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Can an anonymus function call itself? (1 Viewer)

Herly Quijano

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I wanna add recursion to anonymus functions, is there a way to do that? like a keyword or a process or yes or yes must have a name?
 

GavinW

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You could use a fixed-point combinator. For example
Lua:
Y = function (f)
  local g = function (x) return f ( x (x)) end
  return g(g)
 end
 

GavinW

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It looks like my first suggestion does not work. I think what you are asking for is how to do a calculation like
Lua:
function fact (n)
return (n<2) and n or n*fact(n-1) end
print (fact(4)) --> 24
without using a recursive function definition. What about this?
Lua:
local Y = function (g)
   return (function (f)
      f = g ( function (x) return (f (x)) end)
      return f end) end
local F = function (f) return function (n)
       return (n<2) and n or n*f(n-1) end end
print (Y(F)(4)) --> 24
It works for me.
Back in the 80s there was a nice article called The care and feeding of combinators. A combinator is essentially a function whose only arguments are functions and whose return values are constructed only from applications of functions to arguments. Y is an example here. The subject of combinatory algebra will tell you more.:cool:
 
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Herly Quijano

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@GavinW At the end what you said I don't think is what I asked, because you are still naming functions, and what you suggested don't even do what you said, it printed:
Code:
function: 00000<Always a different "code">
But that thing of Combinatory algebra looks interesting but complicated.

It looks like my first suggestion does not work. I think what you are asking for is how to do a calculation like
No, I want but without naming the function.
 
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GavinW

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OK. The factorial function imay be given by
Lua:
(function (g) return (
  function (f) f = g ( function (x) return (f (x)) end)
  return f end) end ) ( function (h) return function (n)
       return (n<2) and n or n*h(n-1) end end)
There are no named functions here. But naming is only a way of making expressions shorter - and of making it easier to avoid typographical errors.
 

Herly Quijano

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If it will be to convoluted and I don't end to understand how it works, and it seems you are doing this thinking I will use that method everytime I need use that function losing the point of naming a function, I just wanna know if I can do something, like this:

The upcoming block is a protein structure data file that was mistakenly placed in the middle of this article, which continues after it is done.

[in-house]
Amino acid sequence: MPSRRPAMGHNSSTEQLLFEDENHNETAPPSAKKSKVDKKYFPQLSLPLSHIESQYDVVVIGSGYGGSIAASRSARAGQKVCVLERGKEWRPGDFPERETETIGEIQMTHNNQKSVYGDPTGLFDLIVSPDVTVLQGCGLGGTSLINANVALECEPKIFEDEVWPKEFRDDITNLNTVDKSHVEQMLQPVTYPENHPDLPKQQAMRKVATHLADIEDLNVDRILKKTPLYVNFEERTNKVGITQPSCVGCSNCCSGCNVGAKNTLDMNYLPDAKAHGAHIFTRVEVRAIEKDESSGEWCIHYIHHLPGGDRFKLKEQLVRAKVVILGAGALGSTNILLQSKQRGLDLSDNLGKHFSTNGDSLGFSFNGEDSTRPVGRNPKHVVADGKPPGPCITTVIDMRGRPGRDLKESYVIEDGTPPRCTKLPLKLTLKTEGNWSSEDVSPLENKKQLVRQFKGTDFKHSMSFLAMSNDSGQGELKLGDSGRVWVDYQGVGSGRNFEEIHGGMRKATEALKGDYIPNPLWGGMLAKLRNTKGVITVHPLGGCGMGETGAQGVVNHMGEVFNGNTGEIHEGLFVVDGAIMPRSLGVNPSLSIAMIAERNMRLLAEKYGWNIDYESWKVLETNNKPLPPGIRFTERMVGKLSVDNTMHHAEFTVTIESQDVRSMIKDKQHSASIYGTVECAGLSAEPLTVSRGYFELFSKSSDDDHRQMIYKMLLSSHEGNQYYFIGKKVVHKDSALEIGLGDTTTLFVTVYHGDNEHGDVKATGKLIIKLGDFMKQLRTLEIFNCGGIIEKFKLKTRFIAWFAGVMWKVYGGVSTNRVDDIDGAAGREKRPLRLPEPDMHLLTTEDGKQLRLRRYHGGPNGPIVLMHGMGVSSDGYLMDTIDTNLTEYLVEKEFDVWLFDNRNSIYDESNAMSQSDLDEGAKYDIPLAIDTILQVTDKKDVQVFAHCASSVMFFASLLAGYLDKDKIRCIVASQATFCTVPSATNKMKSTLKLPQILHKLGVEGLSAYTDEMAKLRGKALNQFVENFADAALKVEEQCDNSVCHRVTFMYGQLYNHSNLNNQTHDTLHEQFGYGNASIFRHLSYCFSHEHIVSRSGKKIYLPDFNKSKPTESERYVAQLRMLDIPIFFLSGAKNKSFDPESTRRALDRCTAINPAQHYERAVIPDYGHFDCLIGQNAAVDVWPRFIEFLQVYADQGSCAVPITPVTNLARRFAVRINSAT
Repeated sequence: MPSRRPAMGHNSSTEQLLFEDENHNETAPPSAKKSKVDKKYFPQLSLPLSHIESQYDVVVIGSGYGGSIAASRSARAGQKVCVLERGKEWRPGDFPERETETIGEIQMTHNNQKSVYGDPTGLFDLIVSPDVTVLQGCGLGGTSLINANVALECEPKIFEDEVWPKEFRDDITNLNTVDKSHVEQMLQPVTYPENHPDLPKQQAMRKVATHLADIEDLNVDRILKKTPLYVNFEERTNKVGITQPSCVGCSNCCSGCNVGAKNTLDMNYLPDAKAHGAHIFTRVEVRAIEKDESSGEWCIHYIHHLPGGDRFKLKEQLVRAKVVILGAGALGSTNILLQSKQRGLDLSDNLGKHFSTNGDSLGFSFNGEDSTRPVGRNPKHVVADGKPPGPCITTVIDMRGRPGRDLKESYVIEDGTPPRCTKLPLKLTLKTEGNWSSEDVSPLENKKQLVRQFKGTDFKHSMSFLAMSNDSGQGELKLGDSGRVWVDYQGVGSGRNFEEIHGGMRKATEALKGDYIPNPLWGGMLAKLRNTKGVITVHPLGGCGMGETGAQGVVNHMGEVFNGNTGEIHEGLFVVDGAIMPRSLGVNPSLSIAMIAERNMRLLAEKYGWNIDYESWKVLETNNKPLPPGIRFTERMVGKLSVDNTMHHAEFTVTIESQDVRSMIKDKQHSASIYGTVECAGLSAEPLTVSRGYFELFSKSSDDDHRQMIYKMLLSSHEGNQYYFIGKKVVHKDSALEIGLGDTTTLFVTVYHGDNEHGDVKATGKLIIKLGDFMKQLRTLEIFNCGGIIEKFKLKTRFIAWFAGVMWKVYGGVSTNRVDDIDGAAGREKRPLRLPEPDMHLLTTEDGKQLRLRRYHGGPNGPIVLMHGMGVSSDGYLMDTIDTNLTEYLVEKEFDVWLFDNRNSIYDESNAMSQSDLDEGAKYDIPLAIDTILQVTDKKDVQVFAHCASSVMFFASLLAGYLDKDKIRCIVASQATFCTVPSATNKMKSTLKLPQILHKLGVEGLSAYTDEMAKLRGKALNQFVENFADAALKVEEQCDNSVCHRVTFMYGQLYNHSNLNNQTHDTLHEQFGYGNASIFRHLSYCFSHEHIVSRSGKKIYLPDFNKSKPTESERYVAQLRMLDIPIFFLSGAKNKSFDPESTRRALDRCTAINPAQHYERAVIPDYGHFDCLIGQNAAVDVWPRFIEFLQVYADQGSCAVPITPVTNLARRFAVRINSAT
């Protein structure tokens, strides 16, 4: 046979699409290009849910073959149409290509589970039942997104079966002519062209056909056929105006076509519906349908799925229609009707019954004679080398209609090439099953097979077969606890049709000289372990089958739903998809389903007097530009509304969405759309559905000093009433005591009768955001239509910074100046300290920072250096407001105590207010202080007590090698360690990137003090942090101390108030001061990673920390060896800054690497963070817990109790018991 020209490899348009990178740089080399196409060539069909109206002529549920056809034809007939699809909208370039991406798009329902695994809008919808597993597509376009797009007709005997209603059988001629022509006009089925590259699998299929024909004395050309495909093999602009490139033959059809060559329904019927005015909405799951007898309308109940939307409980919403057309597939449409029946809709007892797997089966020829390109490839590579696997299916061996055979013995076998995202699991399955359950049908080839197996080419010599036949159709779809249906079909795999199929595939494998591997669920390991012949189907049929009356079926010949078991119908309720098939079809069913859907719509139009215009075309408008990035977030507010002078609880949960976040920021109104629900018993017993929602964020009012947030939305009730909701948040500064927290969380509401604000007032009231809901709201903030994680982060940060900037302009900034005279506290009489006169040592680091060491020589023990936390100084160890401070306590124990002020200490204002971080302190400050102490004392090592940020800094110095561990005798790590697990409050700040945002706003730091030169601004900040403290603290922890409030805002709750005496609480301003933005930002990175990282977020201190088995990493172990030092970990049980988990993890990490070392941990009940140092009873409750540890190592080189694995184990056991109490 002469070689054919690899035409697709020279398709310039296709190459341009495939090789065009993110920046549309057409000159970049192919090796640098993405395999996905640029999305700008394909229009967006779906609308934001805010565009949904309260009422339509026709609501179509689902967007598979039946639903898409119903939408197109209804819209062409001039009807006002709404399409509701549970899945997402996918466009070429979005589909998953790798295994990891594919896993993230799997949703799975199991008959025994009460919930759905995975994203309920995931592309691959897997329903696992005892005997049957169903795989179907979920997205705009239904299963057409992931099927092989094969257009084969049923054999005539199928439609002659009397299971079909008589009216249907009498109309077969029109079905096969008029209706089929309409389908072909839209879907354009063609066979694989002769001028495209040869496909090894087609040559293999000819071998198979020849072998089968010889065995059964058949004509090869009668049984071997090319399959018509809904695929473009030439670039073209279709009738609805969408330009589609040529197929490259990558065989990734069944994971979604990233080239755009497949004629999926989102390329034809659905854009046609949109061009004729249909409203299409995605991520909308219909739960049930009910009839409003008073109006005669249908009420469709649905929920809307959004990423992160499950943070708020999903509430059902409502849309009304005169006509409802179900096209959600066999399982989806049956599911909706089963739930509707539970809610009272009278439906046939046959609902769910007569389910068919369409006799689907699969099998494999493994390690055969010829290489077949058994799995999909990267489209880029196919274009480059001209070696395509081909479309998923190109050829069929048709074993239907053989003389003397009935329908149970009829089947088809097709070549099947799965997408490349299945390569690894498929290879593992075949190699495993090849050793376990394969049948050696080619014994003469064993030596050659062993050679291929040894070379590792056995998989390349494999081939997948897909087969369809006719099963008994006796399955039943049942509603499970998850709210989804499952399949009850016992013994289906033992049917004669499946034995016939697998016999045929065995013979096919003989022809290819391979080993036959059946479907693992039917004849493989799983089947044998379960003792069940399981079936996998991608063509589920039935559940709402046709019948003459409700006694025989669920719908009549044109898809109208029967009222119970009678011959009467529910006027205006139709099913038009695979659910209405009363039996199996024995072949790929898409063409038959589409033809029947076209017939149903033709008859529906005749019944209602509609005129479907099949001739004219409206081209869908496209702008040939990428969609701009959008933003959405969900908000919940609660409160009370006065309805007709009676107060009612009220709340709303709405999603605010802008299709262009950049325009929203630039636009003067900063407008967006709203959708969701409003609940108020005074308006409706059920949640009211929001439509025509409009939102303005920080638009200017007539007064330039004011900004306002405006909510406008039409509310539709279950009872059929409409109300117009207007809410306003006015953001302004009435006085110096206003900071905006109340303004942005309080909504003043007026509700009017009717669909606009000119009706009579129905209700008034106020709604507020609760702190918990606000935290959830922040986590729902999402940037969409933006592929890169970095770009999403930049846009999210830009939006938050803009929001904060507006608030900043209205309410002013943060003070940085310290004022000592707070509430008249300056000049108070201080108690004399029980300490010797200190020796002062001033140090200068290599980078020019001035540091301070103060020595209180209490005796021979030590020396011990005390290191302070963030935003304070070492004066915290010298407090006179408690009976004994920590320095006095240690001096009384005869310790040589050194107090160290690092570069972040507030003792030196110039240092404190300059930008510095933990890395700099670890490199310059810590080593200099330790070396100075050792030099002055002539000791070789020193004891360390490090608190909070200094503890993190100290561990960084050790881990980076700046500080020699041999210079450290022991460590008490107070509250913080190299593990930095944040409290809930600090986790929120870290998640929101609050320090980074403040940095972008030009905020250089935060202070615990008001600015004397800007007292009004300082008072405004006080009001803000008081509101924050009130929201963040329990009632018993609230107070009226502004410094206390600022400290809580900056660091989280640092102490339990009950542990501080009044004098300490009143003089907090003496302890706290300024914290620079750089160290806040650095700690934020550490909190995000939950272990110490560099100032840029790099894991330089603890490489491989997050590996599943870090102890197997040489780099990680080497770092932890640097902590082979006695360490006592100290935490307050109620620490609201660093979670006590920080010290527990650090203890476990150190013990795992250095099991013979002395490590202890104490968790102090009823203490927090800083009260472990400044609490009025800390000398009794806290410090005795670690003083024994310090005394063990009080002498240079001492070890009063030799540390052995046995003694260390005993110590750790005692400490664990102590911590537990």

Lua:
-- func is a function that needs a function as parameter, what it does is irrelevant

func(function (x)
    if Cond then
        (Call this function again)(x)
    end
end)
 

stetre

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I may be wrong, but I don't think you can. To call a function you need a reference to it (i.e. a name) even if you do it within the function itself. I'm afraid you have to define the argument function in advance, like in the code below. Is this a problem?

Lua:
local function f(x)
    if Cond then f(x) end
end
func(f)
 

GavinW

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The Y combinator as given above provides a means of doing this. Its crucial property is that Y(f) reduces to f(Y(f)) - the fixed-point property. Using it makes it possible to rewrite definitions without explicit recursion. Thus, in the remarks above, Y(F) does the same as fact. You get F from fact by replacing the repeated variable of the recursion by a new variable, and this works quite generally. However, as stetre says, why should you want to do this?

Higher order functions, as found in Lua, provide tremendous power, but how they work can be hard to comprehend. Herly has my sympathy.

NB. Should that not be
Lua:
local f
function f(x) if Cond then f(x) end end
? I always use the unsugared syntax for functions so I am not quite sure how the rule about locality starting on the next line plays out here.
 
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stetre

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NB. Should that not be
Lua:
local f
function f(x) if Cond then f(x) end end
? I always use the unsugared syntax for functions so I am not quite sure how the rule about locality starting on the next line plays out here.

It's equivalent, I tested it and it works. What you cannot do is this:

Lua:
local f = function(x) if Cond then f(x) end end -- doesn't work: f is nil inside the body
func(f)

I'm not sure why, but I presume it's because in this case the variable f doesn't exist yet when the the right-hand expression defining the function value is evaluated.

Your version is still 'sugared', however. The 'pure' unsugared version would be this:

Lua:
local f
f = function(x) if Cond then f(x) end end
func(f)

This creates a variable f, uninitialized. Then it uses that same variable in an expression that creates a function value, which it finally assigns to yet the same variable f. It works because when the function value is evaluated, the variable f is correctly initialized (even if it wasn't when the function value was created).
 

GavinW

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Thanks. I thought it was something like that. My personal preference for the unsugared syntax is because the sugar seems to me to be unnecessarily apologetic. It is just because many Lua users come from a first-order background, rather than a higher-order one, that they should perhaps be encouraged to embrace higher-order functions by practicing with unsugared syntax. Or am I being a little bit fascist here? :devilish:
 
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